Here is a HN thread on the subject:
https://news.ycombinator.com/item?id=12290739

Here is a /r/programmer thread on the same article:
https://www.reddit.com/r/programming/comments/3dvzsl/why_you_should_never_ever_ever_use_mongodb/

Even if you need an object store, the PostgreSQL or MYSQL/Maria offer jsonb datatypes which give you the best of both worlds and is just as fast as Mongo.


#7

Hmm interesting! So MongoDB is more of a learning tool than something that should be used within production and gets people into learning about the ins and outs of databases and setup?

Something I've also been experimenting with is EJS which allows for templates - I presume I could combine EJS with a database connection if I wanted to? Or would another solution be better?

Time to get learning .Net and MySQL I feel... :slight_smile:


#8

So MongoDB is more of a learning tool

I wouldn't say it that way, it just works better for learning than it does for most real world situations.

I presume I could combine EJS with a database connection if I wanted to? Or would another solution be better?

EJS is for server side rendering. Generally, you do not mix sever side rendering with a fat client like React, Vue, or Angular. If you need the intial load performance boost, you can render these server side, but you shouldn't worry about that till you get there.

Your api would connect to your db and respond with json, not HTML rendered with EJS.


#9

Ah I see now - sorry I should rephrase that; it sounds like MongoDB is more of an entry point into learning other database technologies - would that be a fair observation? :slight_smile:

So you'd advise using React, Vue or Angular over EJS? Looks like I've got some learning to do then haha :slight_smile:
In terms of security, is PHP that hard to keep secure...or would .Net be a better option?

I guess what I'm trying to weigh up the most is what technologies would be worth my time training myself up in for now, and what could I also use to create a demo site with a robust front-end and back-end to take advantage of my new training?


#10

MongoDB is totally different from relational databases such MariaDB and other SQL databases, so I wouldn't call it an entry point into learning other database technologies.

And PHP is as secure as the person who is coding with it, so I wouldn't dismiss it as an option. I would just make sure I learned about PHP and security, and was careful to not be sloppy with it.


#11

I'm not familiar with MongoDB, but I am with IndexedDB, another "NoSQL" database. Similar to where for most cases JSON is adequate but sometimes SOAP is needed, "key: value" pairs might be enough for many tasks, but sometimes more will be needed. (i.e. a full fledged YesSQL database :wink: )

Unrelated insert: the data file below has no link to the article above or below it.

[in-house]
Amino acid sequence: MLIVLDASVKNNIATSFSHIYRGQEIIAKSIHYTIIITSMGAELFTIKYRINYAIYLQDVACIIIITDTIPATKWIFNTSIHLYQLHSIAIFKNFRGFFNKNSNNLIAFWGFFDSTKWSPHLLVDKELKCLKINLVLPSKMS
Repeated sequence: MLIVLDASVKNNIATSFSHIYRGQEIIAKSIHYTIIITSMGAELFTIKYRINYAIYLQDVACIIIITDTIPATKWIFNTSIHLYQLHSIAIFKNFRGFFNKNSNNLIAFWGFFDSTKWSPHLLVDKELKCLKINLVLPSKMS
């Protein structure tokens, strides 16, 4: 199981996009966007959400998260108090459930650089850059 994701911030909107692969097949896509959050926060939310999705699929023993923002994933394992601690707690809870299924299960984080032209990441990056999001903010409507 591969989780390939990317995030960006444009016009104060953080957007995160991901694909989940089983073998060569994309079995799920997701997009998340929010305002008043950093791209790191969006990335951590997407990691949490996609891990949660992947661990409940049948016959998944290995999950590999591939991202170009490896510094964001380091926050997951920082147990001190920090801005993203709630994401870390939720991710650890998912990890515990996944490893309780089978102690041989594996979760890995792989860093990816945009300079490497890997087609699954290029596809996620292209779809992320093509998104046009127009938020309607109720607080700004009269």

It's all about choosing the best tool for the job.

I guess there are enough similarities where it could help with learning other databases. I've worked with a few and knowing one often helped in learning another. Then again, forgetting a difference when thinking one while writing for another has led to a lot of :banghead: moments.


#12

So you'd advise using React, Vue or Angular over EJS? Looks like I've got some learning to do then haha

I apologise, I forgot the original question when I replied. Usually, a JS framework is the way to go for a user focused app. It will keep you sane when trying to build something user focused. But if you want to be indexed by search engines, pre-rendered or server side is the way to go. Search engines can execute the JS, but it's still advisable to use a solution that has less ways to go wrong and will give you less penalties.

Security is in the hands of the developer. You shouldn't concern yourself with the security benefits of one language over another, they are all secure enough.


#13

There are numerous PHP FrameWorks available that not only simplify coding by not having to "reinvent the wheel" but are also frequently updated with the latest security features.

The current framework I use is less than 2 Megs including the documentation! This usually takes about a minute to download and upgrade the live version.


#14

If you want a server-side solution that looks like HTML, ColdFusion will do that. Granted, it is NOT inexpensive. That's one of my beefs with Adobe - they jacked the price after they bought MacroMedia. But the CF tags are like HTML tags, and if you want you can also put code between <cfscript></cfscript> tags and do 99% of what you can do with the CF tags. It's robust, you can create custom tags, and it's easy to connect to most databases (although I do not think there are any NoSQL connectors.)